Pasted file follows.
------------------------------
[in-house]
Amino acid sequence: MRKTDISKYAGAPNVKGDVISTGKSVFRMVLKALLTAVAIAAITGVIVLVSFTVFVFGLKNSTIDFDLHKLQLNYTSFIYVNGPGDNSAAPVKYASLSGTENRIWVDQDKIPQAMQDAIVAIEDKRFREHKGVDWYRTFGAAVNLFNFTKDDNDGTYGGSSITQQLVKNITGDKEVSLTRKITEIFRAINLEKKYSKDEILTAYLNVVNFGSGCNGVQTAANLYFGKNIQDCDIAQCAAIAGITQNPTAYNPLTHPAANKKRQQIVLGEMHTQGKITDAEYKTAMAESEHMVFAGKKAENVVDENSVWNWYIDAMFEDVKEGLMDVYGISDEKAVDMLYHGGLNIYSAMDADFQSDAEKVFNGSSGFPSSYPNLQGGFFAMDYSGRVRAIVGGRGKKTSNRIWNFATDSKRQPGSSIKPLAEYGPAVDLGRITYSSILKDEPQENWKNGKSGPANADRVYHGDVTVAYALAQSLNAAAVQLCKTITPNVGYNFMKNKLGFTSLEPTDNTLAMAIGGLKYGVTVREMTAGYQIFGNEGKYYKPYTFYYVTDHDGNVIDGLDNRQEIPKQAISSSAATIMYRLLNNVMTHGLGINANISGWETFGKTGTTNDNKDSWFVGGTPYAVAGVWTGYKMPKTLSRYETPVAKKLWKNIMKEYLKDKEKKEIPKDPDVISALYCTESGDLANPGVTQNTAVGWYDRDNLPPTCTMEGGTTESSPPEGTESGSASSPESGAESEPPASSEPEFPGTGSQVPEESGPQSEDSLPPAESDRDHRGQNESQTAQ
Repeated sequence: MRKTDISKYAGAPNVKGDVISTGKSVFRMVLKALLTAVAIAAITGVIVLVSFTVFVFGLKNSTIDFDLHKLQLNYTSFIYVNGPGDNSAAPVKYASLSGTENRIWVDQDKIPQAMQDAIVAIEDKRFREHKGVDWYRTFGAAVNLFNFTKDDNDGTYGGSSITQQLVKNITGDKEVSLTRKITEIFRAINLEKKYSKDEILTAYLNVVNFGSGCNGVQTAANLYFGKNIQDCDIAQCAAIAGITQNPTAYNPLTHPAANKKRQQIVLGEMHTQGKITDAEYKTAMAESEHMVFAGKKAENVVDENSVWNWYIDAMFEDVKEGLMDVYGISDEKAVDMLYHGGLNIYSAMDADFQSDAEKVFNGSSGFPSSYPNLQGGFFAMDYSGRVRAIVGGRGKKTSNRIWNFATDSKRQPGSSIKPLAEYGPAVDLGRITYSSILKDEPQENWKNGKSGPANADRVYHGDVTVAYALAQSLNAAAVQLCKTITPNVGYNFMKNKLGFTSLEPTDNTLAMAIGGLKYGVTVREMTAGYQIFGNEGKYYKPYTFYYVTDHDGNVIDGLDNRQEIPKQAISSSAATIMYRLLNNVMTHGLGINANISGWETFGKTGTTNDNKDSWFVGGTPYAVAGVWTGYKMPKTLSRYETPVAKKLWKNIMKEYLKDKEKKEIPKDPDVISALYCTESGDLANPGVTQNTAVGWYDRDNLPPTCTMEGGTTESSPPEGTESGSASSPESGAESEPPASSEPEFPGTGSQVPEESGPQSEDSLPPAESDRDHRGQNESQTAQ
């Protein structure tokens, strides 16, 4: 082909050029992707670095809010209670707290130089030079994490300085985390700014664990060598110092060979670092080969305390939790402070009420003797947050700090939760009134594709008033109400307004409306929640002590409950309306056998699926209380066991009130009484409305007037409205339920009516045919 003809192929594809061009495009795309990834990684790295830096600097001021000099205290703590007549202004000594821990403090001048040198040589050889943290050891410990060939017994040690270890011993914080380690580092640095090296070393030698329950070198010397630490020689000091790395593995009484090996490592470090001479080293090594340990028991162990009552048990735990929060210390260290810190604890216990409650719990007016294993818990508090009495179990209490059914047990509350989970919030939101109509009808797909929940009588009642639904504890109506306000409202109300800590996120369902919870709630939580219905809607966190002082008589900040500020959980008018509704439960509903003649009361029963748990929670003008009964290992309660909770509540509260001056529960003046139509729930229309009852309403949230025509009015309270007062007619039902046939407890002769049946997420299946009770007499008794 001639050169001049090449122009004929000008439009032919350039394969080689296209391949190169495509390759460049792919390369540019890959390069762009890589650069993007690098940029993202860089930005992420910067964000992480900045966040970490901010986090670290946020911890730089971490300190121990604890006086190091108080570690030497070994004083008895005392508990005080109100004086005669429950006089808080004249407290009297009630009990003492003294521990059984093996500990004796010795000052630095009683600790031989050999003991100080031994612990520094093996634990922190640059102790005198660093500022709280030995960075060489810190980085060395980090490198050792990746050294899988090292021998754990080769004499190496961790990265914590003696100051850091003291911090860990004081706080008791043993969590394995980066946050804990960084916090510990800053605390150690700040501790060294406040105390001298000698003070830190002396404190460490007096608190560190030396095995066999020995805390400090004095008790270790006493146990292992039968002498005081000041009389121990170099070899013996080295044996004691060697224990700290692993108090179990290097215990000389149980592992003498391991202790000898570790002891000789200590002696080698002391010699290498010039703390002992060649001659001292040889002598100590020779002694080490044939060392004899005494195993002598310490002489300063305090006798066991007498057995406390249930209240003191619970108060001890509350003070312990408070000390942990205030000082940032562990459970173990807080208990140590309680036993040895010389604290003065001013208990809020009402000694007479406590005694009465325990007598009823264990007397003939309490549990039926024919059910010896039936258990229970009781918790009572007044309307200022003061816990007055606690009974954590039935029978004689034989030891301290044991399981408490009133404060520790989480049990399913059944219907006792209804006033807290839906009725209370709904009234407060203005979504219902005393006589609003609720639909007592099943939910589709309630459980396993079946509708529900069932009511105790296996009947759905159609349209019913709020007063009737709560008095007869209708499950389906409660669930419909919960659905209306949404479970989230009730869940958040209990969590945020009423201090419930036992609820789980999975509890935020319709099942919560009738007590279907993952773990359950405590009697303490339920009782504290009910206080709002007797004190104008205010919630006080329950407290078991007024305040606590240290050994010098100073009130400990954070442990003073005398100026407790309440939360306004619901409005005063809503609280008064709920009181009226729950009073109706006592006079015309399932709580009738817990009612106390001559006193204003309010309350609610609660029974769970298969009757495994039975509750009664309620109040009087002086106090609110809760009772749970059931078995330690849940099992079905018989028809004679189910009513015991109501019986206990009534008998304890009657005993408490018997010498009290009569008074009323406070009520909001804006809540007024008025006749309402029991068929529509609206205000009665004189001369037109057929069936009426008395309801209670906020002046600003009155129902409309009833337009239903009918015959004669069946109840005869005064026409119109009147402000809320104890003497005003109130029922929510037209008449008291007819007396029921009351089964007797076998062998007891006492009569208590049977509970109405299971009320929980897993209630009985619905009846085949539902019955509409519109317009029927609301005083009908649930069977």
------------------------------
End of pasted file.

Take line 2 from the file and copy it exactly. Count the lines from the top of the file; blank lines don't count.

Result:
Amino acid sequence: MRKTDISKYAGAPNVKGDVISTGKSVFRMVLKALLTAVAIAAITGVIVLVSFTVFVFGLKNSTIDFDLHKLQLNYTSFIYVNGPGDNSAAPVKYASLSGTENRIWVDQDKIPQAMQDAIVAIEDKRFREHKGVDWYRTFGAAVNLFNFTKDDNDGTYGGSSITQQLVKNITGDKEVSLTRKITEIFRAINLEKKYSKDEILTAYLNVVNFGSGCNGVQTAANLYFGKNIQDCDIAQCAAIAGITQNPTAYNPLTHPAANKKRQQIVLGEMHTQGKITDAEYKTAMAESEHMVFAGKKAENVVDENSVWNWYIDAMFEDVKEGLMDVYGISDEKAVDMLYHGGLNIYSAMDADFQSDAEKVFNGSSGFPSSYPNLQGGFFAMDYSGRVRAIVGGRGKKTSNRIWNFATDSKRQPGSSIKPLAEYGPAVDLGRITYSSILKDEPQENWKNGKSGPANADRVYHGDVTVAYALAQSLNAAAVQLCKTITPNVGYNFMKNKLGFTSLEPTDNTLAMAIGGLKYGVTVREMTAGYQIFGNEGKYYKPYTFYYVTDHDGNVIDGLDNRQEIPKQAISSSAATIMYRLLNNVMTHGLGINANISGWETFGKTGTTNDNKDSWFVGGTPYAVAGVWTGYKMPKTLSRYETPVAKKLWKNIMKEYLKDKEKKEIPKDPDVISALYCTESGDLANPGVTQNTAVGWYDRDNLPPTCTMEGGTTESSPPEGTESGSASSPESGAESEPPASSEPEFPGTGSQVPEESGPQSEDSLPPAESDRDHRGQNESQTAQ